The World(s) of Didactic Poetry (CLA3118)
This module will explore a diverse range of ancient poetic texts which all purport to ‘teach’ something to the reader, whether that be the origins of the universe, when to gather honey from bees, or how to put on the right amount of make-up. It will take in various texts and subject matters, from agricultural (e.g. Hesiod’s Works and Days, Virgil’s Georgics), cosmological (e.g. Aratus’ Phaenomena, Manilius’ Astronomica) and others such as Nicander’s Theriaca Lucretius’ De rerum natura, and selections from Ovid.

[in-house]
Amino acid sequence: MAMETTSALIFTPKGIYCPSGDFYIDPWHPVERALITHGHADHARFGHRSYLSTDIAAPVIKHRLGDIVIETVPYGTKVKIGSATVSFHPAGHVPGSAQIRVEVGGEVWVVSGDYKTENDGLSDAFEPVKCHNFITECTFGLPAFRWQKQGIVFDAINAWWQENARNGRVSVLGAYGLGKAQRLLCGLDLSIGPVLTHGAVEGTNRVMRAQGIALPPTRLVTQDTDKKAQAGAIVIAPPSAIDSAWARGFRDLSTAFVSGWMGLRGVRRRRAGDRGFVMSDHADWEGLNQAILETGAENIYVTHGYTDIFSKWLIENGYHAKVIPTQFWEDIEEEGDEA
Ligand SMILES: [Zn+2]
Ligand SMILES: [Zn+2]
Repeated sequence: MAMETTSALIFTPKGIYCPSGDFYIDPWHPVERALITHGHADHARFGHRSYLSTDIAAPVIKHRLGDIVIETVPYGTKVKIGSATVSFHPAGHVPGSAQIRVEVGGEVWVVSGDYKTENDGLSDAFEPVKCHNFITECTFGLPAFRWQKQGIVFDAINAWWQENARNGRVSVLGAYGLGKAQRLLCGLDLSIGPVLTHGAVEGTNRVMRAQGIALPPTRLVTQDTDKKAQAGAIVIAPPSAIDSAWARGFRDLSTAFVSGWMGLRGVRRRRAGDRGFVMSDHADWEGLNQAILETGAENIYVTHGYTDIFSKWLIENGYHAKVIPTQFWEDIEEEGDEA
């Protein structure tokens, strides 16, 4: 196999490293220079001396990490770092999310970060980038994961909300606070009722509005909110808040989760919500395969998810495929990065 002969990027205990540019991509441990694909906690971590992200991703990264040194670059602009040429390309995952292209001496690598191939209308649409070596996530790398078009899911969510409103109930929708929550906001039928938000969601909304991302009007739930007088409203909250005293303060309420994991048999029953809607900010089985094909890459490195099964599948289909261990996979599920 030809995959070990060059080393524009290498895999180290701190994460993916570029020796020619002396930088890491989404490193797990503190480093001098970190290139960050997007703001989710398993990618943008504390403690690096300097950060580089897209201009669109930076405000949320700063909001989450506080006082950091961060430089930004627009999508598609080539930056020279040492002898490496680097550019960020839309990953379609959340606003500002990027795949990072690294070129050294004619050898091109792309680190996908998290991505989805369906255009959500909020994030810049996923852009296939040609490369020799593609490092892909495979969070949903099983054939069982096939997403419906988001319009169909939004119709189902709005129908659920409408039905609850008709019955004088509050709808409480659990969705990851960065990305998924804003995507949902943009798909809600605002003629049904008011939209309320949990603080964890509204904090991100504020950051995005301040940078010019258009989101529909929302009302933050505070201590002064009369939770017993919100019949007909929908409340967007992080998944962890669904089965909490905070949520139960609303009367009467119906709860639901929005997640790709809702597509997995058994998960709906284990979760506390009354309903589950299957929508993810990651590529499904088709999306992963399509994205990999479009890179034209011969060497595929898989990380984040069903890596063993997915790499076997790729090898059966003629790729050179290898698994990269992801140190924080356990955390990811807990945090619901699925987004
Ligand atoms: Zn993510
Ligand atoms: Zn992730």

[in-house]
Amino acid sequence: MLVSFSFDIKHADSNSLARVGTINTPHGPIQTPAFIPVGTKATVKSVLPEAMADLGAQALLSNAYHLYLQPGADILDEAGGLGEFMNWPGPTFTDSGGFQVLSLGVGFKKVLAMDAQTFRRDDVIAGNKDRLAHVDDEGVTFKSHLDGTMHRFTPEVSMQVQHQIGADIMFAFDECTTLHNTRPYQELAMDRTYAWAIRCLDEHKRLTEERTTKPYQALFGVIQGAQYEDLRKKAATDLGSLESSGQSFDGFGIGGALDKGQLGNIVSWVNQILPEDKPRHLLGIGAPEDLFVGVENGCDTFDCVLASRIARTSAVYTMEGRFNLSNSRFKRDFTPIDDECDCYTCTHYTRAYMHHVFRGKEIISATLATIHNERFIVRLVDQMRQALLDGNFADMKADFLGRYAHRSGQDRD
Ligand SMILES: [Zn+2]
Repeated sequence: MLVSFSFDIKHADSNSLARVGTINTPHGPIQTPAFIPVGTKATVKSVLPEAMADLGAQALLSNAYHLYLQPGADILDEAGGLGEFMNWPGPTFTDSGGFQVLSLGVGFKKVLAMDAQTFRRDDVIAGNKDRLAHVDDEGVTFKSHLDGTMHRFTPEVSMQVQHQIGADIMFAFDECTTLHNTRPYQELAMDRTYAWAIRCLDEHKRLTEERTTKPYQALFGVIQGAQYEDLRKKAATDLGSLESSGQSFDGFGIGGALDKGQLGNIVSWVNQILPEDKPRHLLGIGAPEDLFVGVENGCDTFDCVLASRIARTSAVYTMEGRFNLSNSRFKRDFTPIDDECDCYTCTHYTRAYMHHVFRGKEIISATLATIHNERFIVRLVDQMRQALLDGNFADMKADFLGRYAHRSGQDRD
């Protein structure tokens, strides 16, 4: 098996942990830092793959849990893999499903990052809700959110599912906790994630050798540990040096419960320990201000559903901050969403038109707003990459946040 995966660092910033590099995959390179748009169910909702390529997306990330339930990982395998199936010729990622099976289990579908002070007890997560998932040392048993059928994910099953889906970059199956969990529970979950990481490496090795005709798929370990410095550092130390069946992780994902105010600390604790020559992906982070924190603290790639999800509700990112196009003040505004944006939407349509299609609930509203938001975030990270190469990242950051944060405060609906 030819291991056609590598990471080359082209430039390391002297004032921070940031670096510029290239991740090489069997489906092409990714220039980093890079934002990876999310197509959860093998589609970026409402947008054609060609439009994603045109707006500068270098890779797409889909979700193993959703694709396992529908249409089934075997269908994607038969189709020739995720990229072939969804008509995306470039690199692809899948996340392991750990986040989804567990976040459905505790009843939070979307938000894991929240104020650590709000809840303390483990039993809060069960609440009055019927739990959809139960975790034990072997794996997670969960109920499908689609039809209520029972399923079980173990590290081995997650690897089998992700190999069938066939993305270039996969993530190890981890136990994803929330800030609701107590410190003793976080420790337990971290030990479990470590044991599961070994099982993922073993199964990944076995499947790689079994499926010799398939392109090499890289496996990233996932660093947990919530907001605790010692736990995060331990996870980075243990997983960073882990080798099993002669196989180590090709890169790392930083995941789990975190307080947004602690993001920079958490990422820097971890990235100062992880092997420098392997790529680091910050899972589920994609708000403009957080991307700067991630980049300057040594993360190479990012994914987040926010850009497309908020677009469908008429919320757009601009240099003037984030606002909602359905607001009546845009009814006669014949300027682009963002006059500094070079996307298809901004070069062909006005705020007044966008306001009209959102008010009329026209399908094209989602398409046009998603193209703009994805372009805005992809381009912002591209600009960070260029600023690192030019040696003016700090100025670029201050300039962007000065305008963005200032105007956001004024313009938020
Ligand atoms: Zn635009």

The course will consider the poems individually, as well as themes and ideas they have in common; myth, plague, star constellations, farming, death, love and seduction, the cosmos, animals, and the ages of man. The relationship between didactic and other types of poetry (especially epic) will also be examined, in order to contextualise didactic as a ‘genre’ that evolved over hundreds of years of literature.
This course has a philosophical focus throughout (given the subject matter of the texts), and time will be dedicated to the consideration of broader topics, such as what knowledge is, how we learn, and the presentation of space and time. In addition, the course will encourage participants to engage with the texts as a way of reflecting on modern concerns (e.g. environment and sustainability, race and ethnicity, animal ethics, the nature of the individual). It also includes a creative/reflective component, which prompts the participants to explore the idea that we might be the didactic addressees.